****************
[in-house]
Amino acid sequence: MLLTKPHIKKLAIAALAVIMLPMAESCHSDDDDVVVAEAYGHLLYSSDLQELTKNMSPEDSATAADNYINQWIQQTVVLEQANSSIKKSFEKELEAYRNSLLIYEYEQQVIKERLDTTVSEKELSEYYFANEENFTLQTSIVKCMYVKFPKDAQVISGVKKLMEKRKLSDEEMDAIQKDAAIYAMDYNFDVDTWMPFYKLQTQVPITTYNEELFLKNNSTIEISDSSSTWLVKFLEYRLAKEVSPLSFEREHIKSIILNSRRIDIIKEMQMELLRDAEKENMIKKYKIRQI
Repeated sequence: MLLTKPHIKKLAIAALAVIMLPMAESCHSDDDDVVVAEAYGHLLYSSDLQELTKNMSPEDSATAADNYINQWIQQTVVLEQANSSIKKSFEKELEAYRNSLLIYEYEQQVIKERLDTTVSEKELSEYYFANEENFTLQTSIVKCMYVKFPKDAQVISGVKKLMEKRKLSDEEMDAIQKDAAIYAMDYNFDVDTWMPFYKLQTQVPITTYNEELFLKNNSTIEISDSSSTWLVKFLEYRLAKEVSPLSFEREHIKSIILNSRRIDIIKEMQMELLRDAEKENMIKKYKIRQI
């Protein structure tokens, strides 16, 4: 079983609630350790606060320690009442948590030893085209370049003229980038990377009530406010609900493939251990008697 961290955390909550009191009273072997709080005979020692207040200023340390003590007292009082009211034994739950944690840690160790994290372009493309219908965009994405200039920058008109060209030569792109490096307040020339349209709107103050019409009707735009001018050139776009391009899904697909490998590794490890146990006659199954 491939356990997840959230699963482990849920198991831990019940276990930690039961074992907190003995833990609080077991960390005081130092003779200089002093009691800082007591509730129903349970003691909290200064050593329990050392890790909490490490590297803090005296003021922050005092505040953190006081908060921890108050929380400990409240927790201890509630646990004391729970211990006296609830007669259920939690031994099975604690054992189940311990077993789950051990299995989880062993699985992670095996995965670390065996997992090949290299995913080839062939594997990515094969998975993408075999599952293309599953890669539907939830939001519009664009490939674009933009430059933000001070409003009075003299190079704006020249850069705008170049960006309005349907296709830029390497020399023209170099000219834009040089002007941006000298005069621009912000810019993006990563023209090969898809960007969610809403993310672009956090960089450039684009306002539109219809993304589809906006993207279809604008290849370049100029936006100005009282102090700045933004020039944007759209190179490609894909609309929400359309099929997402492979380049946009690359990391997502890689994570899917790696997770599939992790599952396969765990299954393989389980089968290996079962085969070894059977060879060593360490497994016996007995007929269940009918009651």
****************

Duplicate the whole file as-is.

[in-house]
Amino acid sequence: MLLTKPHIKKLAIAALAVIMLPMAESCHSDDDDVVVAEAYGHLLYSSDLQELTKNMSPEDSATAADNYINQWIQQTVVLEQANSSIKKSFEKELEAYRNSLLIYEYEQQVIKERLDTTVSEKELSEYYFANEENFTLQTSIVKCMYVKFPKDAQVISGVKKLMEKRKLSDEEMDAIQKDAAIYAMDYNFDVDTWMPFYKLQTQVPITTYNEELFLKNNSTIEISDSSSTWLVKFLEYRLAKEVSPLSFEREHIKSIILNSRRIDIIKEMQMELLRDAEKENMIKKYKIRQI
Repeated sequence: MLLTKPHIKKLAIAALAVIMLPMAESCHSDDDDVVVAEAYGHLLYSSDLQELTKNMSPEDSATAADNYINQWIQQTVVLEQANSSIKKSFEKELEAYRNSLLIYEYEQQVIKERLDTTVSEKELSEYYFANEENFTLQTSIVKCMYVKFPKDAQVISGVKKLMEKRKLSDEEMDAIQKDAAIYAMDYNFDVDTWMPFYKLQTQVPITTYNEELFLKNNSTIEISDSSSTWLVKFLEYRLAKEVSPLSFEREHIKSIILNSRRIDIIKEMQMELLRDAEKENMIKKYKIRQI
């Protein structure tokens, strides 16, 4: 079983609630350790606060320690009442948590030893085209370049003229980038990377009530406010609900493939251990008697 961290955390909550009191009273072997709080005979020692207040200023340390003590007292009082009211034994739950944690840690160790994290372009493309219908965009994405200039920058008109060209030569792109490096307040020339349209709107103050019409009707735009001018050139776009391009899904697909490998590794490890146990006659199954 491939356990997840959230699963482990849920198991831990019940276990930690039961074992907190003995833990609080077991960390005081130092003779200089002093009691800082007591509730129903349970003691909290200064050593329990050392890790909490490490590297803090005296003021922050005092505040953190006081908060921890108050929380400990409240927790201890509630646990004391729970211990006296609830007669259920939690031994099975604690054992189940311990077993789950051990299995989880062993699985992670095996995965670390065996997992090949290299995913080839062939594997990515094969998975993408075999599952293309599953890669539907939830939001519009664009490939674009933009430059933000001070409003009075003299190079704006020249850069705008170049960006309005349907296709830029390497020399023209170099000219834009040089002007941006000298005069621009912000810019993006990563023209090969898809960007969610809403993310672009956090960089450039684009306002539109219809993304589809906006993207279809604008290849370049100029936006100005009282102090700045933004020039944007759209190179490609894909609309929400359309099929997402492979380049946009690359990391997502890689994570899917790696997770599939992790599952396969765990299954393989389980089968290996079962085969070894059977060879060593360490497994016996007995007929269940009918009651």